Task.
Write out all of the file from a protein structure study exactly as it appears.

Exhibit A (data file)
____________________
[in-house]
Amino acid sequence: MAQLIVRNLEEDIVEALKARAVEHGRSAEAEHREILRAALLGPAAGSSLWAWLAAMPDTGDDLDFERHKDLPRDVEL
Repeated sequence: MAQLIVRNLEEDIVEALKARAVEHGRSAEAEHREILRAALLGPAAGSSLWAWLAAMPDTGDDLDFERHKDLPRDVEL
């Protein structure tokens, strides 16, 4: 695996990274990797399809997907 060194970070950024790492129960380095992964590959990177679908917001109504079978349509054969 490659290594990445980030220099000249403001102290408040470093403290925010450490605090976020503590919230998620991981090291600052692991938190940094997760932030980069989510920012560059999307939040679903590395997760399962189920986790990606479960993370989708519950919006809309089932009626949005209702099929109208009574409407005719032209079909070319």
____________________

[in-house]
Amino acid sequence: MAQLIVRNLEEDIVEALKARAVEHGRSAEAEHREILRAALLGPAAGSSLWAWLAAMPDTGDDLDFERHKDLPRDVEL
Repeated sequence: MAQLIVRNLEEDIVEALKARAVEHGRSAEAEHREILRAALLGPAAGSSLWAWLAAMPDTGDDLDFERHKDLPRDVEL
């Protein structure tokens, strides 16, 4: 695996990274990797399809997907 060194970070950024790492129960380095992964590959990177679908917001109504079978349509054969 490659290594990445980030220099000249403001102290408040470093403290925010450490605090976020503590919230998620991981090291600052692991938190940094997760932030980069989510920012560059999307939040679903590395997760399962189920986790990606479960993370989708519950919006809309089932009626949005209702099929109208009574409407005719032209079909070319």